Middle East Forum Launches "Islamist Watch" Website
March 5, 2008
PHILADELPHIA — www.Islamist-Watch.org, the website of the Middle East Forum's Islamist Watch project, is open for business.
Islamist Watch asserts that nonviolent radical Islam is more likely to alter the makeup of Western society over time than is terrorism. For while it is relatively easy to mobilize public opinion against terrorist groups, no institutions exist to counter the demands of non-violent extremists. Lawful Islamists lobby for legislation, influence curriculum and media content, advancing their agenda patiently, through non-violent means, bringing about fundamental changes in society. They also use "lawfare" (aggressive legal maneuvers) to close down academic, media, and political critics.
As a consequence, writes Daniel Pipes: "Quietly, lawfully, peacefully, Islamists do their work throughout the West to impose aspects of Islamic law, win special privileges for themselves, shut down criticism of Islam, create Muslim-only zones, and deprive women and non-Muslims of their full civil rights."
Recent examples of lawful Islamism include:
- Leading Muslim students in prayer at a public San Diego elementary school.
- Allowing cab drivers in Vancouver, B.C. to refuse certified guide dogs for reasons of religious conviction.
- Admonishing doctors and nurses in Scotland to refrain from eating in front of their Muslim patients and colleagues during the month of Ramadan.
- Proposing in the Netherlands that people of all faiths refer to God as Allah in order to "create more dialogue."
- The Archbishop of Canterbury's arguing that adopting elements of Shari'a law in Britain would benefit social cohesion.
- Allowing members of polygamous marriages to claim extra welfare benefits in Britain.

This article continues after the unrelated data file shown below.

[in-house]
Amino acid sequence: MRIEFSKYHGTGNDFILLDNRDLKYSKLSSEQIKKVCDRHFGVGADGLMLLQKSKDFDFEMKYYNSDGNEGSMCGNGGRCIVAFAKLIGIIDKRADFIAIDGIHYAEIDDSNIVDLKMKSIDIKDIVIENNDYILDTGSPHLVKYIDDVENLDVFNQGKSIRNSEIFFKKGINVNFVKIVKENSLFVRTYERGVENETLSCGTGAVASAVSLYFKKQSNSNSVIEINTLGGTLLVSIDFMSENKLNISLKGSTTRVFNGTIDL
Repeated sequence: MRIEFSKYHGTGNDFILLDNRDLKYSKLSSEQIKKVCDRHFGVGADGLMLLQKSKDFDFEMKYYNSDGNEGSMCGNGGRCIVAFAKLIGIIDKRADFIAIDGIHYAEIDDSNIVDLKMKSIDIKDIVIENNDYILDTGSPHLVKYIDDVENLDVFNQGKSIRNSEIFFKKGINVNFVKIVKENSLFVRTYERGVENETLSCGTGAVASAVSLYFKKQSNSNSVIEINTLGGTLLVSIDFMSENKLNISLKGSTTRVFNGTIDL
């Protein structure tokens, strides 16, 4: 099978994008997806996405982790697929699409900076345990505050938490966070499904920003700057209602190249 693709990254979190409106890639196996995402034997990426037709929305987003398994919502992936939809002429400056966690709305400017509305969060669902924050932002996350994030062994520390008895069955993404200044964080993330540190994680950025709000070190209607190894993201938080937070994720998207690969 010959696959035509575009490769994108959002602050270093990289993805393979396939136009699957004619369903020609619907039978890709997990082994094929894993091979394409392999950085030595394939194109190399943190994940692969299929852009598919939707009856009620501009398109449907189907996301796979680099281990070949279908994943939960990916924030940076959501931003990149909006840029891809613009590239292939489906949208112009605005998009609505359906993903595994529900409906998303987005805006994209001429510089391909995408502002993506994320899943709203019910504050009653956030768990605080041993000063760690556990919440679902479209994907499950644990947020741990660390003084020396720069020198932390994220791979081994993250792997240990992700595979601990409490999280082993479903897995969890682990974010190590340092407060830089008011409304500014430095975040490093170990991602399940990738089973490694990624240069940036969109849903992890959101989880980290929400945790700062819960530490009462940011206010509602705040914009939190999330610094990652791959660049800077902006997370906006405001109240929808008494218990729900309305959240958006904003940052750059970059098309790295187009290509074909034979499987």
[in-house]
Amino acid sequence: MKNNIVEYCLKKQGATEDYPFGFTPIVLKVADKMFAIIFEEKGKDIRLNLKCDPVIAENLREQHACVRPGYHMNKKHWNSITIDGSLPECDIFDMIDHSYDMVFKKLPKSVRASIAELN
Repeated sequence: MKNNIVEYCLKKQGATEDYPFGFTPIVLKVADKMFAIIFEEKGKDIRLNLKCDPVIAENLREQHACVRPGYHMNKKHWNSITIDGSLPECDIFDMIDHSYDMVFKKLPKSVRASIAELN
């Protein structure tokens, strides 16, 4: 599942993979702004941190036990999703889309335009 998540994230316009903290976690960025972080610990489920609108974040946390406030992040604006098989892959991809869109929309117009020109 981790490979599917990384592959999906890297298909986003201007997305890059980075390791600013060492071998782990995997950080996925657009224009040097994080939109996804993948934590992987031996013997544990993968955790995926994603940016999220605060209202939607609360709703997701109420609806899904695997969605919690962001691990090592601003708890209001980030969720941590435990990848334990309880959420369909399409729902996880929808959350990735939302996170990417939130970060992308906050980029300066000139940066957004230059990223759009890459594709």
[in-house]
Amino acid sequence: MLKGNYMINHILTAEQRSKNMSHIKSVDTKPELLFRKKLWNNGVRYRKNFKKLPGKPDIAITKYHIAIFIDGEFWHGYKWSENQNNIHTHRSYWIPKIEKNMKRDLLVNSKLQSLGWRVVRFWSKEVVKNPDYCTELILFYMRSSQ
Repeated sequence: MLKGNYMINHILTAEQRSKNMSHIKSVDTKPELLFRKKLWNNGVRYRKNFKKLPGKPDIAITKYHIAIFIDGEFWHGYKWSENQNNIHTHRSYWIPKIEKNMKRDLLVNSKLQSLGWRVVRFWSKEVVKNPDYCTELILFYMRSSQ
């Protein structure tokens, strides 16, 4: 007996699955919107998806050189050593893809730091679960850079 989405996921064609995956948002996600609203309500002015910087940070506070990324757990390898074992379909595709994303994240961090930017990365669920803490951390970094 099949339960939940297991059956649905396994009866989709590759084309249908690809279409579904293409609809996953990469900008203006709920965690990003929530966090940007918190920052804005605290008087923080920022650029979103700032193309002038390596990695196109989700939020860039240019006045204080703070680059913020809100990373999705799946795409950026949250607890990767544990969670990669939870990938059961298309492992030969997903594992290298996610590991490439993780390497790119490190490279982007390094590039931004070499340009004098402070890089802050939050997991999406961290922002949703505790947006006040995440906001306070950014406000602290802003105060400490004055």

- Sponsoring a Muslim lifeguard program for the benefit of private female sessions at the city pool in Mississauga, Canada.
- Dropping Knorbert the piglet as mascot of Fortis Bank for fear of offending Muslims.
The website makes an original contribution to the study of lawful Islamism, and expands the project's reach by:
- Publishing original and commissioned work on the Islamist push in the West;
- Cataloguing, under "Creeping Dhimmitude," examples of the West's misguided efforts to accommodate radical Islam; and
- Posting research and updates relative to lawful Islamist organizations.
The website provides news concerning the Middle East Forum's Legal Project, established to protect in courts of law those researchers and analysts working on the topics of terrorism, terrorist funding, and Islamism.
Islamist Watch assistant director John Matthies says that "as radical Islam comes to rely on nonviolent means to impose an agenda and chill discussion, it is necessary to monitor Islamist groups full-time. The website will allow us to report our findings and serve as a resource on Islamist movements."
Middle East Forum director Daniel Pipes adds that "the Islamist Watch website will invite the public to better understand the threat posed by non-violent, political Islam to civil society and the rule of law."
Legal Project director Brooke Goldstein asserts: "The Islamist lawfare challenge poses a serious threat to our democratic freedoms. Should the voices of counter-terrorism researchers and activists be silenced, a real possibility exists that the criticism of radical Islam within our borders will end. The Islamist Watch website complements our efforts to spread awareness about this threat and to publish updates on our work."
You are invited to read the past work of Islamist Watch and to join its mailing list to receive future articles, weblog entries and other mailings from Islamist Watch. In addition, you may wish to subscribe to all Middle East Forum (non-overlapping) mailing lists at http://www.meforum.org/list_subscribe.php.
For more information contact John Matthies
at (215) 546-5406, ext. 16, or at firstname.lastname@example.org.
receive the latest by email: subscribe to the free mef mailing list
This text may be reposted or forwarded so long as it is presented as an integral whole with complete and accurate information provided about its author, date, place of publication, and original URL.